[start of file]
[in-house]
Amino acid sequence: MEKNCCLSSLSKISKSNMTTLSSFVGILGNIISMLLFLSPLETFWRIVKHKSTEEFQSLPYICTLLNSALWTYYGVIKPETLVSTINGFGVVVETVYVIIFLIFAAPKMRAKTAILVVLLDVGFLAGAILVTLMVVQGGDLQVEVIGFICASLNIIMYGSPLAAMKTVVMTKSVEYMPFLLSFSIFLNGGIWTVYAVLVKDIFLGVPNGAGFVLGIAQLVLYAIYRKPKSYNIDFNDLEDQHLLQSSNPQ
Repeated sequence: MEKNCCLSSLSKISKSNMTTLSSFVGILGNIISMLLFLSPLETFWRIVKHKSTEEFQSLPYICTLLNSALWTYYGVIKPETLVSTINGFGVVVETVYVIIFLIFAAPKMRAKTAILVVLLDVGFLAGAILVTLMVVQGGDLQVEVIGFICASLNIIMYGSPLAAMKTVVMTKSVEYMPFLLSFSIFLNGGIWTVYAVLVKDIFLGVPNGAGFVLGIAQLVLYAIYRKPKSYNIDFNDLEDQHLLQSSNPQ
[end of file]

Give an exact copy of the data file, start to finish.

[in-house]
Amino acid sequence: MEKNCCLSSLSKISKSNMTTLSSFVGILGNIISMLLFLSPLETFWRIVKHKSTEEFQSLPYICTLLNSALWTYYGVIKPETLVSTINGFGVVVETVYVIIFLIFAAPKMRAKTAILVVLLDVGFLAGAILVTLMVVQGGDLQVEVIGFICASLNIIMYGSPLAAMKTVVMTKSVEYMPFLLSFSIFLNGGIWTVYAVLVKDIFLGVPNGAGFVLGIAQLVLYAIYRKPKSYNIDFNDLEDQHLLQSSNPQ
Repeated sequence: MEKNCCLSSLSKISKSNMTTLSSFVGILGNIISMLLFLSPLETFWRIVKHKSTEEFQSLPYICTLLNSALWTYYGVIKPETLVSTINGFGVVVETVYVIIFLIFAAPKMRAKTAILVVLLDVGFLAGAILVTLMVVQGGDLQVEVIGFICASLNIIMYGSPLAAMKTVVMTKSVEYMPFLLSFSIFLNGGIWTVYAVLVKDIFLGVPNGAGFVLGIAQLVLYAIYRKPKSYNIDFNDLEDQHLLQSSNPQ